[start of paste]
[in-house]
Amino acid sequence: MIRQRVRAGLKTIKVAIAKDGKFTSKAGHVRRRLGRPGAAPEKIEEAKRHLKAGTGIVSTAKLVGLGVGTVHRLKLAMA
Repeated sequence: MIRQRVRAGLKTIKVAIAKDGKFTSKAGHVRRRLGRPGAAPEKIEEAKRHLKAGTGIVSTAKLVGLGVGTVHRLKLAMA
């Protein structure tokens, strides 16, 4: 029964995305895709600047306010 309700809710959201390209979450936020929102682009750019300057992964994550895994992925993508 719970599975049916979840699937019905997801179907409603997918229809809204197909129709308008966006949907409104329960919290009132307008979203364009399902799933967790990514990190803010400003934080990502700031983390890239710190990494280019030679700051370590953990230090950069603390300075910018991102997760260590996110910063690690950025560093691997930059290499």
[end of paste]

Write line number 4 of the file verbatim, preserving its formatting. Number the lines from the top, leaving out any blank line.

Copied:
């Protein structure tokens, strides 16, 4: 029964995305895709600047306010 309700809710959201390209979450936020929102682009750019300057992964994550895994992925993508 719970599975049916979840699937019905997801179907409603997918229809809204197909129709308008966006949907409104329960919290009132307008979203364009399902799933967790990514990190803010400003934080990502700031983390890239710190990494280019030679700051370590953990230090950069603390300075910018991102997760260590996110910063690690950025560093691997930059290499």